By Giselda Vagnoni and Jan Strupczewski
LA MALBAIE, Quebec (Reuters) - U.S. President Donald Trump lashed out at Canada and the European Union on Friday, setting the tone for a hostile Group of Seven summit and raising the specter of a trade war that has unnerved Washington's top allies as well as investors.
The confrontation over U.S. tariffs on steel and aluminum imports threatened to rupture the G7, which during its 42-year history has traditionally sought to find consensus on the economy and other issues.
Trump, who aides said has scant interest in multilateralism, resumed his tirade against G7 members and their "unfair trade practices" early on Friday. The White House said he would leave the two-day summit in Canada four hours earlier than originally planned.
The U.S. leader will miss talks about climate change and clean energy, and will have left Canada by the time Canadian Prime Minister Justin Trudeau and other leaders begin closing news conferences likely to be laden with criticism of Washington's trade policy.
"We're going to deal with the unfair trade practices. If you look at what Canada, and Mexico, the European Union - all of them - have been doing to us for many, many decades. We have to change it. And they understand it's going to happen," Trump said before departing for the summit in La Malbaie, Quebec.
"We are going to do very well. Now, if we're unable to make a deal we'll terminate NAFTA, we'll have a better deal," Trump said, adding that the United States would be better off without trade pacts such as the North American Free Trade Agreement.
Canada and Mexico, the other members of NAFTA, have been frustrated by what they see as unacceptable U.S. demands in slow-moving talks to modernize the deal.
A spokesman for Canada's Trudeau said that Ottawa's position against such a move had not changed.
Officials have conceded the mood at the summit will likely be exceptionally tense.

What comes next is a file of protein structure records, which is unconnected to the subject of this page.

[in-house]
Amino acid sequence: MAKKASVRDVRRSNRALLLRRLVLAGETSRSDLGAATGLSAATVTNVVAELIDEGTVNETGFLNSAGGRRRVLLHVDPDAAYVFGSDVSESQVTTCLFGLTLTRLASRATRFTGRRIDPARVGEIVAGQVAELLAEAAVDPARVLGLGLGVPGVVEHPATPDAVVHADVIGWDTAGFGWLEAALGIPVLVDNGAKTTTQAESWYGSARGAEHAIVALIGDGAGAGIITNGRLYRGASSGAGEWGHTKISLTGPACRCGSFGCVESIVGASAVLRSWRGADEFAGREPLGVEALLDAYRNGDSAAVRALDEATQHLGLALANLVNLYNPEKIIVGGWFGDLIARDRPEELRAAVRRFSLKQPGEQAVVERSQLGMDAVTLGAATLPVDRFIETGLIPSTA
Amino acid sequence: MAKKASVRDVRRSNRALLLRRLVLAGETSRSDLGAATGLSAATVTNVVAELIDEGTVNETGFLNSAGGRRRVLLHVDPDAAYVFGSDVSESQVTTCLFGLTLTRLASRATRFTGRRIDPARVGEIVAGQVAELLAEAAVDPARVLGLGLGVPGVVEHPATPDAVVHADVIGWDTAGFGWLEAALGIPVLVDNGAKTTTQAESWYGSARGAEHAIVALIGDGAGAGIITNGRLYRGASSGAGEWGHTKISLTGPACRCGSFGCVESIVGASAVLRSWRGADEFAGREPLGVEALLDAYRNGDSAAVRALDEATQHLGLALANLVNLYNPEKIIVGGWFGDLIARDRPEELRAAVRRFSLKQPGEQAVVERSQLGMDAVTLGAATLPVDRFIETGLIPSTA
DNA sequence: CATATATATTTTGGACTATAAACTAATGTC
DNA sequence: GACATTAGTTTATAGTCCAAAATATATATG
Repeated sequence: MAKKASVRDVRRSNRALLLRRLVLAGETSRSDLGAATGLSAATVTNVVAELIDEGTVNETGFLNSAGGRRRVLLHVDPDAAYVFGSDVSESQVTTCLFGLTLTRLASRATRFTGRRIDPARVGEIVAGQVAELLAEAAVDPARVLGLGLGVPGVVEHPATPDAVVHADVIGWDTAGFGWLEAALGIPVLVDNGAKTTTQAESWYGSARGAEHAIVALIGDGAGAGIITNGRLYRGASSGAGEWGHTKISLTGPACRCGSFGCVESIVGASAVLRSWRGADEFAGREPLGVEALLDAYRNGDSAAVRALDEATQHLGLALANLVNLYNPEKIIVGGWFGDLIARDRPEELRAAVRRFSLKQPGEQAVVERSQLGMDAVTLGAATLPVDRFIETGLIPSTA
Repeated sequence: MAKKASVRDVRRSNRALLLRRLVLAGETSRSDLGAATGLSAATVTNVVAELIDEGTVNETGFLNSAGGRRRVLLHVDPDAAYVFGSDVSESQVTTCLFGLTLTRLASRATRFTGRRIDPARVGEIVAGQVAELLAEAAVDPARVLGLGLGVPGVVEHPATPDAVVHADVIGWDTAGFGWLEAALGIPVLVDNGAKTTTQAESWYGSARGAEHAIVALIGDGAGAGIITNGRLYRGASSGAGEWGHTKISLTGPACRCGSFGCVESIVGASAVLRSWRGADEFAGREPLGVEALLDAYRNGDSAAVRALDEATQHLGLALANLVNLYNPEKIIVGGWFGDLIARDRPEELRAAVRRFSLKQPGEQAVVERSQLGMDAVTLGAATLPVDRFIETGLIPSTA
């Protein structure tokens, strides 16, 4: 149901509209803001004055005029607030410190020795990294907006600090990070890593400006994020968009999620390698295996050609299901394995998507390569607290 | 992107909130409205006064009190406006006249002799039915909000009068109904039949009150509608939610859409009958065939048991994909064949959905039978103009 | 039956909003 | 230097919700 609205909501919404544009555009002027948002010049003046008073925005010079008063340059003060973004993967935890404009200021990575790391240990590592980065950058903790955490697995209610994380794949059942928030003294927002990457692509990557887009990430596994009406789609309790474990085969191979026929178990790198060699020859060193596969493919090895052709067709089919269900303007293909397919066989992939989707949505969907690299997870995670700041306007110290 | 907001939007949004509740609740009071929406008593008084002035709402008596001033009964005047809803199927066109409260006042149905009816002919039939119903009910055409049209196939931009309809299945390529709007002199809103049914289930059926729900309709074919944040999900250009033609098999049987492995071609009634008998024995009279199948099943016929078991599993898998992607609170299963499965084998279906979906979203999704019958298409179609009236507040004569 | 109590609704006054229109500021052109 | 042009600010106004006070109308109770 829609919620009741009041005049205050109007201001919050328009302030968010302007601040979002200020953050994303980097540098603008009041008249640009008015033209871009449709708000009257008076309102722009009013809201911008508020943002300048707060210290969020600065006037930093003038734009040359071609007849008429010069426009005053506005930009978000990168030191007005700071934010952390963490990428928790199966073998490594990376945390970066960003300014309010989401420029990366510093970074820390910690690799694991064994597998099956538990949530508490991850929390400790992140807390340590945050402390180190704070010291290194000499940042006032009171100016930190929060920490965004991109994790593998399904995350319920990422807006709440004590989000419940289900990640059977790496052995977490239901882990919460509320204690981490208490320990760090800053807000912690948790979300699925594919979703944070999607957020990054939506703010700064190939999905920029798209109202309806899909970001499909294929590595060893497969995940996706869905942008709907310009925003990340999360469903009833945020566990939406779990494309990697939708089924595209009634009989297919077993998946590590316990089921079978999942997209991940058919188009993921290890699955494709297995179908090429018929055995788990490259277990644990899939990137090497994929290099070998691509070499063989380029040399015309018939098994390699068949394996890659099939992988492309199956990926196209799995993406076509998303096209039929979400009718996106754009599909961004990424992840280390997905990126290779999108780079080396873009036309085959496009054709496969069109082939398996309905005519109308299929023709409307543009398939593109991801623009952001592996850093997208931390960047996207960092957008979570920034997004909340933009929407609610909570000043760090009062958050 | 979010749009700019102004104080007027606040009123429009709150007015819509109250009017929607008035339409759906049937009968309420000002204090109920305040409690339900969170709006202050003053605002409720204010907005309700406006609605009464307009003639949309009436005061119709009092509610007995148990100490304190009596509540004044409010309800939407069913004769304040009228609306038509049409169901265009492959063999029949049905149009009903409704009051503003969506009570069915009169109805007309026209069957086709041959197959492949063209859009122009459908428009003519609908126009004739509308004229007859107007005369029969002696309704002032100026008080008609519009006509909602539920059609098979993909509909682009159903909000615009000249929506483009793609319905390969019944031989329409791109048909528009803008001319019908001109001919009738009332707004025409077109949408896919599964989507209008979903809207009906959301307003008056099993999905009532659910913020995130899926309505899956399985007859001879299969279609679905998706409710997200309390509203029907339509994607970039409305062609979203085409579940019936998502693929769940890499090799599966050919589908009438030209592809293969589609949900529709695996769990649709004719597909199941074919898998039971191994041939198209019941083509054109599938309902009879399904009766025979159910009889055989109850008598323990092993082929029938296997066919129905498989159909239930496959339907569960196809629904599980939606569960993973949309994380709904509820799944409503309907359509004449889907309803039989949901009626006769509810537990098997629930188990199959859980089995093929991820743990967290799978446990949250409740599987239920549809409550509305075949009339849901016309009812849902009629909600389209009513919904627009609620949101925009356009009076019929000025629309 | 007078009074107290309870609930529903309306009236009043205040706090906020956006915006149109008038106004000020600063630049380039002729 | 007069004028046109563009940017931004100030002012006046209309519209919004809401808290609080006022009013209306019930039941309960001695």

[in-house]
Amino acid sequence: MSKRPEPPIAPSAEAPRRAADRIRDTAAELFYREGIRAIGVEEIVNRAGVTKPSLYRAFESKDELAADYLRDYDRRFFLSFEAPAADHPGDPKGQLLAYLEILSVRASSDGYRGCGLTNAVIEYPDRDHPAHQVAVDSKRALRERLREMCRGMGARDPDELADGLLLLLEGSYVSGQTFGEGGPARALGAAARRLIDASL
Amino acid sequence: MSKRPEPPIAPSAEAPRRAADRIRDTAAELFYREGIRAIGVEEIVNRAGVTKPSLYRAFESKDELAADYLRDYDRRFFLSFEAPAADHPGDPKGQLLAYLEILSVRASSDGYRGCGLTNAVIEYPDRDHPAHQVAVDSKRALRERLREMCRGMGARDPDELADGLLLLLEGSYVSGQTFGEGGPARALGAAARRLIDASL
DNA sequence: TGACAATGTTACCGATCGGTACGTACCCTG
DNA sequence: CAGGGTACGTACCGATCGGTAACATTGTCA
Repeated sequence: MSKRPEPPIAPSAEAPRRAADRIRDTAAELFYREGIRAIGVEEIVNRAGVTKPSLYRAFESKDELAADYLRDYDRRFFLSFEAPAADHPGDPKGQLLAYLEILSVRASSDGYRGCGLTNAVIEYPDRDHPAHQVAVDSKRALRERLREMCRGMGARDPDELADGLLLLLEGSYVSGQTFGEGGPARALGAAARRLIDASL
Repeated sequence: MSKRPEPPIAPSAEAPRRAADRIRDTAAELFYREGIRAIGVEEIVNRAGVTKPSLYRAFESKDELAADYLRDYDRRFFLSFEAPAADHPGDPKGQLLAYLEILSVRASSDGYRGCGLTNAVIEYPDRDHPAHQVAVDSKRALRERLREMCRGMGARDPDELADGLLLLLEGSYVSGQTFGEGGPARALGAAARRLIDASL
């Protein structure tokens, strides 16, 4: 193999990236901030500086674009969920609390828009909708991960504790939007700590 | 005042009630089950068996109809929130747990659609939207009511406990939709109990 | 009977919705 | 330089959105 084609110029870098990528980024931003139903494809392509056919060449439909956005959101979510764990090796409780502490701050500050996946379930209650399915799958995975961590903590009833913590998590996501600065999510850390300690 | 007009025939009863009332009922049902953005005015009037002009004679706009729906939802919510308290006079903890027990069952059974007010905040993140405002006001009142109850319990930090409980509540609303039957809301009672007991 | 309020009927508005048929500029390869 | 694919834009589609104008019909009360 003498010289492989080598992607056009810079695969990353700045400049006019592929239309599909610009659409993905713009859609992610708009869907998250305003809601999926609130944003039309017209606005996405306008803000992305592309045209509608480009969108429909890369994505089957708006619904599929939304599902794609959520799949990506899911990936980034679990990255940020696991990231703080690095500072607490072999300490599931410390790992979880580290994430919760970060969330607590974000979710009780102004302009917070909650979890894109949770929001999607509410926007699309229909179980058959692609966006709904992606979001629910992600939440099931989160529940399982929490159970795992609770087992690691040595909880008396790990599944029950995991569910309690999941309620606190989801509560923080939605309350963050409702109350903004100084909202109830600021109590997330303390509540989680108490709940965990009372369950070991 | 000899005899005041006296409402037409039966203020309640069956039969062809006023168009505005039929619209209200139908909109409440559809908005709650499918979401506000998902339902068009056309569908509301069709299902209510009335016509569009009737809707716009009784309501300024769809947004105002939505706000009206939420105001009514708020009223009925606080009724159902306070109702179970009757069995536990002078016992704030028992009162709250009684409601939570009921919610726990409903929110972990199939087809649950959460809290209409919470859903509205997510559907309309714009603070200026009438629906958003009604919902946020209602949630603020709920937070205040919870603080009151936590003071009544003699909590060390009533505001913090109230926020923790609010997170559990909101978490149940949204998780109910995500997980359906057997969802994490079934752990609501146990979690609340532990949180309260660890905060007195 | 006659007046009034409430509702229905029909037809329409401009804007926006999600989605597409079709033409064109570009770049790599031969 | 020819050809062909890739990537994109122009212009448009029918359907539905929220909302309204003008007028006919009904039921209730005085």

Although Trump said the tariffs are necessary to protect U.S. industry and workers, Canada and the EU have denounced them as illegal and are preparing retaliation, raising the prospect of a tit-for-tit escalation.
U.S. stock indexes opened lower on Friday partly due to investor nervousness over the G7 summit.
British Prime Minister Theresa May took a more measured tone, telling reporters she wanted the EU to use restraint in retaliation against U.S. tariffs and that the response must be proportionate and legal.
Trump showed no sign of backing down on Friday after accusing both France and Canada of imposing massive tariffs on U.S. goods, and then lashing out at Trudeau for "being so indignant."
While the G7 chiefs have largely praised Trump for his efforts to stabilise the Korean peninsula, they are unhappy he pulled out of an international agreement designed to limit Iran's nuclear ambitions.
In Germany, top officials called for Europe to remain unified in the face of rising trade tensions with the United States even as they maintained that America remained its closest partner outside the continent.
(Additional reporting by Susan Heavey and Doina Chiacu in Washington; Jean-Baptiste Vey in Montreal; Writing by David Ljunggren and Paul Simao; Editing by Hugh Lawson, Jeffrey Benkoe and Susan Thomas)
(This story has not been edited by Business Standard staff and is auto-generated from a syndicated feed.)